This study adopted a quasi-experimental research one control group and one treatment group. The population of this study comprised all the fulltime regular undergraduates offering Mathematics Education in the Department of Science Education, University of Calabar, Calabar, Nigeria. This population comprised students that are owners of smartphones from year 1 to final year (year 4). These students were identified during their respective lectures according to grade level. Permission was obtained from the lecturer on duty and students who own smartphones were asked to raise their hands. In this way, it was easy to get their phone numbers for inclusion on a WhatsApp group designed for this study. Students who are owners of smartphones but that were not present in their classes were included through the snowball approach with the assistance of their colleagues. A total number of 328 students were eventually selected for the study. Two instruments – a Test-Anxiety Inventory (TAI) developed by Spielberger (1980) with 20 items. According to Spielberger (1980) the Test Anxiety Inventory is specially designed to measure the test anxiety of high school and college students. It contains three subscales: Test Anxiety-Total (TAI-T), Test Anxiety-Worry (TAI-W), and Test Anxiety-Emotionality (TAI-E). Eight items of Test Anxiety Inventory measure the TAI-W, eight items measure TAI-E and the remaining four for measuring TAI-T. Test Anxiety Inventory is a 4-point Likert type scale and the students have to respond to the four options: (1) Almost Never, (2) Sometimes, (3) Often and (4) Almost Always. The reliability values of the alpha coefficient for subscales of the original version of Test Anxiety Inventory were: 0.96 for TAI-T, 0.91 for TAI-W and 0.91 for TAI-E (Spielberger 1980). The Mathematics Achievement Test was constructed by the researchers with 20 objective test items. The MAT was used to measure students’ academic performance in Mathematics. The MAT was tested for reliability using Cronbach Alpha after a trial test was carried out. The reliability value of 0.795 indicated that the MAT was internally consistent for measurement. In collecting data for the study, the sample of respondents was systematically divided into control and treatment groups, with each group having 164 students. The control group was taught a topic in Mathematics using the traditional method of teaching, while in the treatment group, the same topic was taught using Poll Everywhere E-learning platform. At the end of the exercise, the Test Anxiety Inventory (TAI) and Mathematics Achievement Test (MAT) were administered to the students in the control using Paper and Pencil Approach (PPA). The same instruments TAI and MAT were administered to the treatment group using the Poll Everywhere E-learning platform. Participants in both groups responded to the items accordingly and at the end of the exercise, all the administered copies of the instruments were retrieved and collated. The collated data were analysed using descriptive statistics, while the null hypotheses were all tested using independent t-tests (for Ho1 and Ho2) and simple linear regression (for Ho3). The results of the analyses are presented in the following section.

3. RESULTS

3.1. Hypothesis One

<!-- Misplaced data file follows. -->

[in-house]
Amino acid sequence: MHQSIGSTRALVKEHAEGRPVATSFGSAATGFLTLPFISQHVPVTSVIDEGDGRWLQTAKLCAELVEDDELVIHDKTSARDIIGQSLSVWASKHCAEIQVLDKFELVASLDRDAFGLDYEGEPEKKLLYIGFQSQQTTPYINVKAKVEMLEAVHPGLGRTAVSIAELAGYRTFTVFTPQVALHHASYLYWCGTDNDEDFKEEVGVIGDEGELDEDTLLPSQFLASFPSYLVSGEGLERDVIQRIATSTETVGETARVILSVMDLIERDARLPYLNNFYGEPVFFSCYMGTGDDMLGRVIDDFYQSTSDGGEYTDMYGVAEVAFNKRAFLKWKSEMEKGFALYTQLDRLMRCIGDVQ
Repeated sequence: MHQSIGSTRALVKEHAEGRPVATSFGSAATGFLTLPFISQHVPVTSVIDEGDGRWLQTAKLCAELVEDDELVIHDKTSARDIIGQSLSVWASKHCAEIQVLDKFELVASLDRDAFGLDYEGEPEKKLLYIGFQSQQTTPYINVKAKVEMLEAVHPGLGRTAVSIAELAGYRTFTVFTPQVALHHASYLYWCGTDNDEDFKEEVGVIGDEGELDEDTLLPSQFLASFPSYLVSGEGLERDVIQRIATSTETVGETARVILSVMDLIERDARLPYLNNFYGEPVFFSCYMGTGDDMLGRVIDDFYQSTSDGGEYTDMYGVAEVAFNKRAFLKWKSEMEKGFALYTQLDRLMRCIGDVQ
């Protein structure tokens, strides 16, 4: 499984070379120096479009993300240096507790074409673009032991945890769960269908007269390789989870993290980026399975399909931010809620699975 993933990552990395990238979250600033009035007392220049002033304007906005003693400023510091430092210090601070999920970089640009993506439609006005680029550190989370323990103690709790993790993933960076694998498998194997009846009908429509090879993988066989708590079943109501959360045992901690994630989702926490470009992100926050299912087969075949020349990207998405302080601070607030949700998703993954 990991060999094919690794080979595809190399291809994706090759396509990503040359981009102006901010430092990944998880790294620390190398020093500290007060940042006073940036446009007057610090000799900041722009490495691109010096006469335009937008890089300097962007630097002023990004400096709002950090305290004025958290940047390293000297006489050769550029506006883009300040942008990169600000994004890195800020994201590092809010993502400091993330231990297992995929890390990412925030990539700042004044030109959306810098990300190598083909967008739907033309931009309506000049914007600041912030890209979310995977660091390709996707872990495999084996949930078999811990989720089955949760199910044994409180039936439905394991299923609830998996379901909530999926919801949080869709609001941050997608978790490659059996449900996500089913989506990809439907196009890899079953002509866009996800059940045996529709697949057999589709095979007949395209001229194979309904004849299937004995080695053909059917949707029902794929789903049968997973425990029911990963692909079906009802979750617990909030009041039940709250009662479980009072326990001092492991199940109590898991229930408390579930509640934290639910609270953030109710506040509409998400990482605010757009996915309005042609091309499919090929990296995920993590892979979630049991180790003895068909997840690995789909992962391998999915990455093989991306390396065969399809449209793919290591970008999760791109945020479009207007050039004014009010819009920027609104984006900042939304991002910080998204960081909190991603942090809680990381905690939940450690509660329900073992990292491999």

Poll Everywhere E-learning platform has no significant effect on students’ test anxiety. This null hypothesis was tested using independent t-test based on the test anxiety data collected from the treatment and control groups. The result of the analysis is presented in Table 1.

Table-1. Independent t-test results summary showing the effect of Poll Everywhere E-learning platform and students’ test anxiety.
Variables
Groups
N
Mean
SD
t-Cal.
Sig.
Test  anxiety
Treatment
164
30.09
8.155
20.170*
.000
Control
164
56.71
14.810

Note: *Significant at the .01 level; Df = 326; Mean difference = 26.628.

From the results presented in Table 1 it was discovered that students in the treatment group achieved lower test anxiety means than their counterparts in the control group. This suggests that test anxiety was higher in students that were taught using traditional teaching methods than in those taught using the Poll Everywhere E-learning platform with a mean difference of 26.628. The p-value of .000 is less than the .05 alpha level at 326 degrees of freedom. Based on this result, the null hypothesis was rejected while the alternate hypothesis was retained. By implication, Poll Everywhere E-learning platform has a significant effect on students’ test anxiety.

3.2. Hypothesis Two

Poll Everywhere E-learning platform has no significant effect on students’ academic performance in Mathematics. This hypothesis was tested using independent t-test based on students’ performance in the MAT from both the treatment and control groups. The result of the analysis is presented in Table 2.

Table-2. Independent t-test results summary showing the effect of Poll Everywhere E-learning platform and students’ academic performance in Mathematics.
Variable
Groups
N
Mean
SD
t-Cal.
Sig.
Academic performance in mathematics
Treatment
164
14.58
3.496
15.304*
.000
Control
164
8.02
4.233

Note: *Significant at the .01 level; df = 326; Mean difference = 6.561.

The results as presented in Table indicates that the mean of students’ academic performance in Mathematics was higher in the treatment group than in the control group. This suggests that students taught using the Poll Everywhere E-learning platform performed higher in the Mathematics Achievement Test (MAT) than those taught using the traditional teaching methods. A cursory look at the p-value of .000 shows that it is less than the alpha level of .05 at 326 degrees of freedom. Based on this result, the null hypothesis was rejected implying that Poll Everywhere E-learning platform has a significant effect on students’ academic performance in Mathematics.